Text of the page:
Does Charitable Giving Make Financial Sense?

This isn’t the post about how charitable giving can help your tax bill (although it can). It’s a post about how a practice of charitable giving can fit in with the idea of financial discipline.

On the surface, they can seem like an oxymoron. Most of the time we squeeze every last cent into the piggy bank, because we know without discipline we’d likely be neurotic spendaholics who are worth more dead than alive. So what about charitable giving? How can we say to save as much as possible, while at the same time handing over money with no strings attached?

Is there any financial logic we can use to justify charitable giving as a responsible characteristic of financial discipline?

Give So That You Receive

Economists, and particularly activists, often try to argue that there is personal gain in giving. For example, “give to cancer research and help find a cure, because one day, you might get cancer yourself.”

I’ve heard that there can be truth to this argument. One of my former business professors worked on research that found that companies who practiced social responsibility often performed better in times of economic hardship. I would not wake up surprised tomorrow if it could be proven that when charity goes around it also comes around. However, I do find this motivation unsatisfying.

I have no problem with people who give in the hope of receiving some unknown, future benefit. However, the idea of giving to receive just doesn’t sit well with me.

Give To Achieve a Goal

If you are like me, you are looking for another argument for how giving can also be financially sound. You might find my next argument more to your liking.

Let’s face it, money isn’t an end, it’s a means. A means to what? That’s a much bigger question for a different post. Money is a means to achieve the goals we want: the dream vacation, the early retirement or the kid’s college education. If it’s all about fulfilling goals and avoiding spending that gets in the way of those goals, then making your charitable giving a personal goal makes perfect sense.

Why couldn’t it be this easy? Giving can be as enjoyable as any other activity, so long as giving fits into something you feel passionate about.

If you want to give to receive or give as an end, it doesn’t matter. The next time you want to open your wallet to a cause, go ahead. Charitable giving does make perfect financial sense and can even help promote personal financial discipline.

11 Responses to Does Charitable Giving Make Financial Sense?

  1. […] Does Charitable Giving Make Financial Sense? is a post from: 20′s Finances If you are reading this outside of a RSS reader, this content has been stolen. […]

  2. I would tend to agree and think that you should give if you have the ability to. I also like to give to charities that are financially sound as well (as long as I support their mission) so that too much is not going to admin costs.

  3. krantcents says:

    I used to write a check and give clothes to charity, but last year I started volunteering. I find that much more satisfying.

  4. DLH says:

    No doubt charitable giving makes sense, and it also makes sense financially.

    “It is well to remember that the entire universe, with one trifling exception, is composed of others.” ~John Andrew Holmes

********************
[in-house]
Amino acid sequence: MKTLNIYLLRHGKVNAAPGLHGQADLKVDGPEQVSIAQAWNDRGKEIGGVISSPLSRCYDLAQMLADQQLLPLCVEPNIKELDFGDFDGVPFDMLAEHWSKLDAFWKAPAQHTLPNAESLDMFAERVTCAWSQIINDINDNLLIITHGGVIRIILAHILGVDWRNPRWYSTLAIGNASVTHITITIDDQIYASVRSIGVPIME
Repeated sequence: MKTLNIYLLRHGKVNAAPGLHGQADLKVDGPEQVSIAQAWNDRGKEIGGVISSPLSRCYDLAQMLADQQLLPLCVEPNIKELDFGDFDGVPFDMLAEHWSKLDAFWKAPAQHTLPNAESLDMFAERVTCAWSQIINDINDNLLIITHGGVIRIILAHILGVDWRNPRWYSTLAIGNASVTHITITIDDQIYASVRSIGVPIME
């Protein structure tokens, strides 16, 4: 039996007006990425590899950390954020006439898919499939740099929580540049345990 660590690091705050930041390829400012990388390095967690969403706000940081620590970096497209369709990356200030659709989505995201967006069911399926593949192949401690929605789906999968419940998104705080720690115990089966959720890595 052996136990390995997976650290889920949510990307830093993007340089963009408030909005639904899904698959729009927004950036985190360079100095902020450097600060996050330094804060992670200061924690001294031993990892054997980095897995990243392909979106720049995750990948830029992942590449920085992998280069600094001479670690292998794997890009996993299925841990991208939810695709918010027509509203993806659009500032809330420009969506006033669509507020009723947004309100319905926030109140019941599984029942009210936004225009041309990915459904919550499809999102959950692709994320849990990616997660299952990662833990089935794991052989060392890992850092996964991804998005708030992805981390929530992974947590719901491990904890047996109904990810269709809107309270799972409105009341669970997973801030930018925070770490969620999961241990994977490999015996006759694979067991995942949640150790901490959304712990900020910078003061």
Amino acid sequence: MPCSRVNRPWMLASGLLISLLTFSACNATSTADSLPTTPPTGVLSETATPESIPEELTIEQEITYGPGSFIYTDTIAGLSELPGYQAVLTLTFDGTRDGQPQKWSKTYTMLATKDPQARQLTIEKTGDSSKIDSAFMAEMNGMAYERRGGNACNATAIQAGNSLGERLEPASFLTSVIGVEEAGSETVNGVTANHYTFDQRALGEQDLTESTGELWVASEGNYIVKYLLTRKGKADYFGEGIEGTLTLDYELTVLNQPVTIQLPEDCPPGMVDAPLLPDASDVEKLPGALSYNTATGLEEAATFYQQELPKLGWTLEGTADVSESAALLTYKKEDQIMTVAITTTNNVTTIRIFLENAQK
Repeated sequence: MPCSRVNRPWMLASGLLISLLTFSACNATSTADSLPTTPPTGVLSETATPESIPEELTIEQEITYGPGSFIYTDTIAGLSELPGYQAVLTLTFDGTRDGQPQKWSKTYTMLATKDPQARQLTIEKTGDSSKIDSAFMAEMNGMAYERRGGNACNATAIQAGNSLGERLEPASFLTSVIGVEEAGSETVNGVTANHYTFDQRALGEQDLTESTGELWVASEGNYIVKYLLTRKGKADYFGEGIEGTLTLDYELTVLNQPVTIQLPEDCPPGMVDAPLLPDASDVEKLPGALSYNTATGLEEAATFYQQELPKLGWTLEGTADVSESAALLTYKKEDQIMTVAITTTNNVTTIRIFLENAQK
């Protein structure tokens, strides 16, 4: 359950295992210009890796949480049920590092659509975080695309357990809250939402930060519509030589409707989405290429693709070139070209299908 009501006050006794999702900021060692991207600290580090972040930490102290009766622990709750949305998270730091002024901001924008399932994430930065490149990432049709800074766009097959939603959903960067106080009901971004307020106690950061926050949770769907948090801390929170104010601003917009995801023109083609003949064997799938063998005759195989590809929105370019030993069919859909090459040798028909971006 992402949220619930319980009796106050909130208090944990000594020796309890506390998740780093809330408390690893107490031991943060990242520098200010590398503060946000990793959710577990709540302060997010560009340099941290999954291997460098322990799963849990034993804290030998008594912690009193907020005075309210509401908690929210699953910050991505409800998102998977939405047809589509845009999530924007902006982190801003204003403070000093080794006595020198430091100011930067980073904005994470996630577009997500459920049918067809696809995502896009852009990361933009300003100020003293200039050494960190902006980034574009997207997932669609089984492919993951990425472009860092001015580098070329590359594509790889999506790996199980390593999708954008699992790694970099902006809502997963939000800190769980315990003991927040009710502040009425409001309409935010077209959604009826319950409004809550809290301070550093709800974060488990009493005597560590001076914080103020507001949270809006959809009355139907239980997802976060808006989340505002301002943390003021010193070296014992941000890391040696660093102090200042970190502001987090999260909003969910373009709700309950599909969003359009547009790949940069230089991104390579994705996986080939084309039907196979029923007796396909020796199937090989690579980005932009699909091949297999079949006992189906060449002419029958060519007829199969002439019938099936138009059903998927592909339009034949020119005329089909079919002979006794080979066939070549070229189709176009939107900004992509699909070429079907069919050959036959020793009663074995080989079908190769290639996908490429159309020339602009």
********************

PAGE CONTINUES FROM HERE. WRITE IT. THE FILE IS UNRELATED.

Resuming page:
Selfishness is at the root of many financial problems. The happiness we chase can’t really be achieved by focusing on ourselves. Real happiness comes from knowing you’re doing the right thing.

    If you make giving a priority, putting it ahead of personal ambitions, it’s very tough to get in trouble financially. If you first make sure you meet your personal financial commitment to your community, social justice, the needy, etc. before spending you will never go in debt.

    Sure there are those in fiscal crisis that can’t give, but that’s where those charitable gifts we make just may be able to help.

  5. Something that I have always thought about when considering charity:

    What is better – giving as much as you can spare throughout your life and potentially never becoming very wealthy yourself; or building your personal wealth first and then having an ability to give so much more, but later in life?

  6. Allen says:

    Yes I do think that it makes financial sense. I grew up as a Boy Scout. Now that I am employed, I never forget to do my duty to serve and give to others without expecting in return. I have actually made this a goal every month and it made sense. Saving portion of my money for services fund has helped me learn how to budget.

  7. Giving to charity is a choice. N one’s pushing you to do it. If you have the money to share, do it. Besides, there are other ways to give to charity other than financial support. Just like krantcents. And it must also come from the heart.

  8. […] Does Charitable Giving Make Financial Sense? […]

  9. I think it will come back 10 fold, so giving is important. It is not something to go into debt over. Give if you can.

  10. I agree, I think charitable giving make a lot of sense. It makes sense in more ways than one! Interesting article, thank you for posting!

  11. This is a great post which got me thinking. I think charitable giving is very important, you need to be careful not to give so much that you get into debt, you need to give a small amount to help others. Every time I give to charity I feel an overwhelming sense of goodness, this then translates into positive energy which I use to make more money, the amount of energy is incredible, you feel like you are ready for anything and god is on your side. Really loving the posts, keep them coming.